The 23 Best Fantasy Movies of All Time

The films most worth watching in the genre that ignites your imagination.

Monty Python

Obviously, we're big fans of sci-fi, but fantasy has always been science fiction's closely related cousin. In both genres, the audience needs to suspend disbelief (sometimes more than others), but beneath an seeming unbelievable premise is something intimately human that we learn about ourselves.

And these are the 23 films that do it best—in no particular order.

1 of 21
The Wizard of Oz (1939)

The transition from black-and-white to Technicolor is the simplest possible distillation of what fantasy is.

2 of 21
The Seventh Seal (1957)

The image of a man playing chess with death is so iconic now that it’s almost hard to see this movie as fantasy, as opposed to, say, mythology. (Especially since it’s been elevated to parody, most famously by another movie on this list.) But the idea that the right sequence of moves, enough wit and cunning, can hold death at bay? That is the ultimate fantasy.

3 of 21
Jason and The Argonauts (1963)

All hail Ray Harryhausen! This movie’s fight scene with stop-motion skeleton warriors is just as cool as it was 56 years ago.

4 of 21
Willy Wonka & The Chocolate Factory (1971)

If you could design a fantasy world of your very own… wouldn’t it be edible?

5 of 21
Monty Python and The Holy Grail (1975)

Set aside the fact that this was co-directed by Terry Gilliam, who has perhaps the best and most peculiar eye for fantasy filmmaking of anyone alive. You’ve still got, in descending order of fantasy renown: castles, the Knights of the Round Table, witches, the Knights Who Say Ni, the Rabbit of Caerbannog, and the Trojan Rabbit.

6 of 21
The Dark Crystal (1982)

Legitimately dark, in both senses of the word.

7 of 21
The Neverending Story (1984)

Who can forget Falkor, the Luck Dragon? (You would if you could though, right? I mean he’s kind of creepy, right?!?)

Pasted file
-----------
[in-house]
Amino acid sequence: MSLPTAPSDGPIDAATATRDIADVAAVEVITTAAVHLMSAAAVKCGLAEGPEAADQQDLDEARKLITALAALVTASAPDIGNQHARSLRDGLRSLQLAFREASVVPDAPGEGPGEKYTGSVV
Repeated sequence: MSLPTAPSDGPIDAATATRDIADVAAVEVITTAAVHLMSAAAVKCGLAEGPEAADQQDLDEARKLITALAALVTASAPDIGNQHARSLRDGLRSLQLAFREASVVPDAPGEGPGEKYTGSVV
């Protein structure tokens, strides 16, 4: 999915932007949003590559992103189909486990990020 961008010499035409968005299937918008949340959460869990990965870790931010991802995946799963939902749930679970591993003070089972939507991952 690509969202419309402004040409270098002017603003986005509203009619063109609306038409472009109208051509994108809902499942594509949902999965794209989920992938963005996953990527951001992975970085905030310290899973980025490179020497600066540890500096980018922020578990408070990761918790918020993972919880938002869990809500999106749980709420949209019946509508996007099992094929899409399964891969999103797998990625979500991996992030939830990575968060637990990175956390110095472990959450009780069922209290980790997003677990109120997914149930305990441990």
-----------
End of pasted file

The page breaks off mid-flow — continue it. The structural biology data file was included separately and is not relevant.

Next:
8 of 21
Labyrinth (1986)

A cult classic with a remarkable pedigree: Executive produced by George Lucas. Directed by Jim Henson. Written by a Python (Terry Jones) and punched up by a comedy legend (Elaine May). And, of course, starred David Bowie.

9 of 21
Big Trouble in Little China (1986)

You can’t summarize the plot of this movie without sounding like a crazy person, which is one tip-off that it’s fantasy: An American truck driver teams up with a friend in San Francisco’s Chinatown to rescue two green-eyed, kidnapped women being held captive by a Chinese street gang run by a 2,000 year old wizard who needs to use them break a curse. Also, Kurt Russell does a running John Wayne impersonation. Great flick.

10 of 21
The Princess Bride (1987)

So many reasons to watch The Princess Bride:

“I am not left handed.”


“They were both poisoned. I spent the last few years building up an immunity to iocane powder."

11 of 21
My Neighbor Totoro (1988)

A wonderful, touching film—the best of many to have come out of Studio Ghibli.

12 of 21
Who Framed Roger Rabbit? (1988)

Dueling pianos are generally the fodder of dime-store noir or cheesy bars. Just imagine how elevated they could be with… a .

13 of 21
Field of Dreams (1989)

Most fantasy stories about are dragons, or knights, or elves. This one is about baseball and America.

14 of 21
Edward Scissorhands (1990)

In a career full of weird roles, Johnny Depp’s best was probably Edward.

15 of 21
Bill & Ted's Bogus Journey (1991)

Bergman by way of San Dimas.

16 of 21
Being John Malkovich (1999)

What kind of person locates their idea of fantasy literally inside of John Malkovich’s head? Oh, right, the guy who also made a move with twin Nic Cages, a movie where Philip Seymour Hoffman , and a where everyone is voiced by that from .

17 of 21
The Lord of the Rings Trilogy (2001-2003)

The Fellowship of the Ring, the first film, is the best of the three (The Return of the King’s Best Picture Oscar was really for the set), but you have to watch all of Peter Jackson’s Lord of the Rings films—extended editions, if possible—to understand just what a towering achievement they are.

The Fellowship of the Ring

The Two Towers

The Return of the King

18 of 21
Harry Potter and the Prisoner of Azkaban (2004)

Easily the best of the Harry Potter movies, because it’s a complete film that stands on its own and doesn’t slave over following every minor detail in the book. Plus it doesn’t hurt that it was directed by the guy who would go on to make Children of Men, Gravity, and Roma.

19 of 21
Pan's Labyrinth (2006)

Guillermo del Toro understands that our real, physical reality is paired with a lively world of imagination, and in times of great stress—under Franco in Spain, say, or during the Cold War—the seams start to show. He’s a master of pulling the thread. The Shape of Water, which won the Oscar for Best Picture is good; Pan’s Labyrinth is better.

20 of 21
Midnight in Paris (2011)

Which is the bigger fantasy: time travel or 1920s Paris?

21 of 21
Hugo (2011)

You could argue that this movie is not itself fantasy. But it’s a wonderfully told, fictionalized account of who laid the groundwork for many of the movies on this list. So it counts.

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